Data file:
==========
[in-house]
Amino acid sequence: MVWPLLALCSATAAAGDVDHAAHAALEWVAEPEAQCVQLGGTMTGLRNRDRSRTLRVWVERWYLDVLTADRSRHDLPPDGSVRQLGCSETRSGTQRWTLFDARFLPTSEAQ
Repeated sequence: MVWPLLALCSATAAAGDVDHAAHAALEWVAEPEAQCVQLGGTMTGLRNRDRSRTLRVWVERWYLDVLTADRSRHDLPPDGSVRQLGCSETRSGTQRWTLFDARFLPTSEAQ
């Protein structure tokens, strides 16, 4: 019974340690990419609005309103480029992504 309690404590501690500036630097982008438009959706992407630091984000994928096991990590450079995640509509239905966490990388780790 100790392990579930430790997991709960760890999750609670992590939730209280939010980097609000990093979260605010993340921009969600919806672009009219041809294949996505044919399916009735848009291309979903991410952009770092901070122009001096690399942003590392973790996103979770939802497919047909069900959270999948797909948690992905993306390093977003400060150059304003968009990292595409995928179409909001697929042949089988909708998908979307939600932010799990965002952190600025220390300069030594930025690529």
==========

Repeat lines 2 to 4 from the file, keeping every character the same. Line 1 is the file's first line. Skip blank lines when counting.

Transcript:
Amino acid sequence: MVWPLLALCSATAAAGDVDHAAHAALEWVAEPEAQCVQLGGTMTGLRNRDRSRTLRVWVERWYLDVLTADRSRHDLPPDGSVRQLGCSETRSGTQRWTLFDARFLPTSEAQ
Repeated sequence: MVWPLLALCSATAAAGDVDHAAHAALEWVAEPEAQCVQLGGTMTGLRNRDRSRTLRVWVERWYLDVLTADRSRHDLPPDGSVRQLGCSETRSGTQRWTLFDARFLPTSEAQ
């Protein structure tokens, strides 16, 4: 019974340690990419609005309103480029992504 309690404590501690500036630097982008438009959706992407630091984000994928096991990590450079995640509509239905966490990388780790 100790392990579930430790997991709960760890999750609670992590939730209280939010980097609000990093979260605010993340921009969600919806672009009219041809294949996505044919399916009735848009291309979903991410952009770092901070122009001096690399942003590392973790996103979770939802497919047909069900959270999948797909948690992905993306390093977003400060150059304003968009990292595409995928179409909001697929042949089988909708998908979307939600932010799990965002952190600025220390300069030594930025690529």